Healthcare and Income Inequality
David Leonhardt says that healthcare reform is the most significant effort to attack growing income inequality since the beginning of the Reagan administration:
A big chunk of the money to pay for the bill comes from lifting payroll taxes on households making more than $250,000. On average, the annual tax bill for households making more than $1 million a year will rise by $46,000 in 2013, according to the Tax Policy Center, a Washington research group. Another major piece of financing would cut Medicare subsidies for private insurers, ultimately affecting their executives and shareholders.
The benefits, meanwhile, flow mostly to households making less than four times the poverty level — $88,200 for a family of four people. Those without insurance in this group will become eligible to receive subsidies or to join Medicaid. (Many of the poor are already covered by Medicaid.) Insurance costs are also likely to drop for higher-income workers at small companies.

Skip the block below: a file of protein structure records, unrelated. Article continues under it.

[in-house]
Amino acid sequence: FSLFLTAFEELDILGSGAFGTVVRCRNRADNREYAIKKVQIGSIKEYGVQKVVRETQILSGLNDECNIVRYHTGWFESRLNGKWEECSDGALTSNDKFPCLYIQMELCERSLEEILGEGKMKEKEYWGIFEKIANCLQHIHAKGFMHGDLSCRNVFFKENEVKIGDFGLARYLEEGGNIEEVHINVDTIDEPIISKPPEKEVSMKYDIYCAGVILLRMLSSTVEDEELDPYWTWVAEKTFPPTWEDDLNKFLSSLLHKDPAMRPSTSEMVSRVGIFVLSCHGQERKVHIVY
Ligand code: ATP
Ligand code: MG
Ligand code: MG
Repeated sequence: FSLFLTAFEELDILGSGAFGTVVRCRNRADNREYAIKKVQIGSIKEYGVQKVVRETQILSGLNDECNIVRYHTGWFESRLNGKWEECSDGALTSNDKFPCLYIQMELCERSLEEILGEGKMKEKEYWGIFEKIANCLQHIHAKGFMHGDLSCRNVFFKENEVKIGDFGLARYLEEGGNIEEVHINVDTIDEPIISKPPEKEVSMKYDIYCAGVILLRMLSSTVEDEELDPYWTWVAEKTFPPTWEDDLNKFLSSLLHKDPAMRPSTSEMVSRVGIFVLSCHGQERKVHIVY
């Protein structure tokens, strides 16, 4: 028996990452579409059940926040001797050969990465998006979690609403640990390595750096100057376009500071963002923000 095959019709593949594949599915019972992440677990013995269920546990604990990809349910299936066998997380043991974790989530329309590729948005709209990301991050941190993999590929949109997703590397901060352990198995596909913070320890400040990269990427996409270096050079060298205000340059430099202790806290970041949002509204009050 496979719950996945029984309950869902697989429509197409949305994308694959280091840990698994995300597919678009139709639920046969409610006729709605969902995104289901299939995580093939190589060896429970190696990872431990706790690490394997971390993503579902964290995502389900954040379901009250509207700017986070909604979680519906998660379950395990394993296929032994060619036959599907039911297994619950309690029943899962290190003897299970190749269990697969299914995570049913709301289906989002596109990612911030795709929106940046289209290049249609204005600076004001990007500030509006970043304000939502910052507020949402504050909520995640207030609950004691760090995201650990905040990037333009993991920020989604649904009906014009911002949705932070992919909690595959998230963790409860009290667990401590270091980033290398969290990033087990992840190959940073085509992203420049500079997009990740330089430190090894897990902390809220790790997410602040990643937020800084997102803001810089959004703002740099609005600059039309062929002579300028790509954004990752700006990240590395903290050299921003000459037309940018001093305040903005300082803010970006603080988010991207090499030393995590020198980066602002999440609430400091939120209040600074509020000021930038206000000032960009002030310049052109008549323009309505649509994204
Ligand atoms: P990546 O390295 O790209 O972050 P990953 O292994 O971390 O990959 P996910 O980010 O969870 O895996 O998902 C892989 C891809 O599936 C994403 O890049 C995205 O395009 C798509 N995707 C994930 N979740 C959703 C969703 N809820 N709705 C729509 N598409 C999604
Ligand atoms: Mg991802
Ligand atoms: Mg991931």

Bill Clinton's tax changes in 1993 — increasing the top marginal rate on the rich, uncapping Medicare taxes, and increasing EITC for the poor — deserves a place on this list too, but Leonhardt is right to call healthcare reform an even bigger assault on income inequality. Rejiggering tax rates is one thing, but it's neither as permanent nor as potent as creating a program whose benefits flow primarily to the middle class and below. What's more, now that healthcare reform has been started, it's almost certain to become more expansive and more generous to the middle class over time. Legislation like this is the second best way we have of producing a genuine impact on growing income inequality.
(The first best way, of course, is creating rules of the road that boost middle class income and rein in top level incomes in the first place. Universal programs like healthcare are #2. Tax changes are #3.)